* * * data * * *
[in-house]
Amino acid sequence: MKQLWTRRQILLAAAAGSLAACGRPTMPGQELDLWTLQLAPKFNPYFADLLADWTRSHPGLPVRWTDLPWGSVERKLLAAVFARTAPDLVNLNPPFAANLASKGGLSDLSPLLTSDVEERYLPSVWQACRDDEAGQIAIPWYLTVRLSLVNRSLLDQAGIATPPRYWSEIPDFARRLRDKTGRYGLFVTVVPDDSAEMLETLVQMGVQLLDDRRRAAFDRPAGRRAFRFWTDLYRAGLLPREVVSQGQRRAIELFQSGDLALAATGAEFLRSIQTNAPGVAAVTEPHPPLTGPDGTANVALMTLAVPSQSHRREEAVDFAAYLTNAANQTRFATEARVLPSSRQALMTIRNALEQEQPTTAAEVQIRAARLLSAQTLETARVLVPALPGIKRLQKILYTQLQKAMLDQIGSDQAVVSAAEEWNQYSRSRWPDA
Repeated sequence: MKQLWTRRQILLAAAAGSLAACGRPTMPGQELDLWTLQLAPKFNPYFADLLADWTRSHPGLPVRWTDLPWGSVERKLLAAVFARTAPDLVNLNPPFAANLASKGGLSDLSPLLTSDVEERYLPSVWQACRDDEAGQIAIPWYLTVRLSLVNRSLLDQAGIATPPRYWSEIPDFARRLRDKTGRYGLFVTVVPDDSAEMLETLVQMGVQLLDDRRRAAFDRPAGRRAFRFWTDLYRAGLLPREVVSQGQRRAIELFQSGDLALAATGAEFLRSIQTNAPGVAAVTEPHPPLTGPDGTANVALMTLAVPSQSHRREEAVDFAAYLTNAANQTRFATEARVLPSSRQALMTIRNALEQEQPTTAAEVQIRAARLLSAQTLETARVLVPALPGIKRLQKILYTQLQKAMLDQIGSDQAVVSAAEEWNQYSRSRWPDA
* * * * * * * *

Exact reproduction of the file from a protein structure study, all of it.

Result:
[in-house]
Amino acid sequence: MKQLWTRRQILLAAAAGSLAACGRPTMPGQELDLWTLQLAPKFNPYFADLLADWTRSHPGLPVRWTDLPWGSVERKLLAAVFARTAPDLVNLNPPFAANLASKGGLSDLSPLLTSDVEERYLPSVWQACRDDEAGQIAIPWYLTVRLSLVNRSLLDQAGIATPPRYWSEIPDFARRLRDKTGRYGLFVTVVPDDSAEMLETLVQMGVQLLDDRRRAAFDRPAGRRAFRFWTDLYRAGLLPREVVSQGQRRAIELFQSGDLALAATGAEFLRSIQTNAPGVAAVTEPHPPLTGPDGTANVALMTLAVPSQSHRREEAVDFAAYLTNAANQTRFATEARVLPSSRQALMTIRNALEQEQPTTAAEVQIRAARLLSAQTLETARVLVPALPGIKRLQKILYTQLQKAMLDQIGSDQAVVSAAEEWNQYSRSRWPDA
Repeated sequence: MKQLWTRRQILLAAAAGSLAACGRPTMPGQELDLWTLQLAPKFNPYFADLLADWTRSHPGLPVRWTDLPWGSVERKLLAAVFARTAPDLVNLNPPFAANLASKGGLSDLSPLLTSDVEERYLPSVWQACRDDEAGQIAIPWYLTVRLSLVNRSLLDQAGIATPPRYWSEIPDFARRLRDKTGRYGLFVTVVPDDSAEMLETLVQMGVQLLDDRRRAAFDRPAGRRAFRFWTDLYRAGLLPREVVSQGQRRAIELFQSGDLALAATGAEFLRSIQTNAPGVAAVTEPHPPLTGPDGTANVALMTLAVPSQSHRREEAVDFAAYLTNAANQTRFATEARVLPSSRQALMTIRNALEQEQPTTAAEVQIRAARLLSAQTLETARVLVPALPGIKRLQKILYTQLQKAMLDQIGSDQAVVSAAEEWNQYSRSRWPDA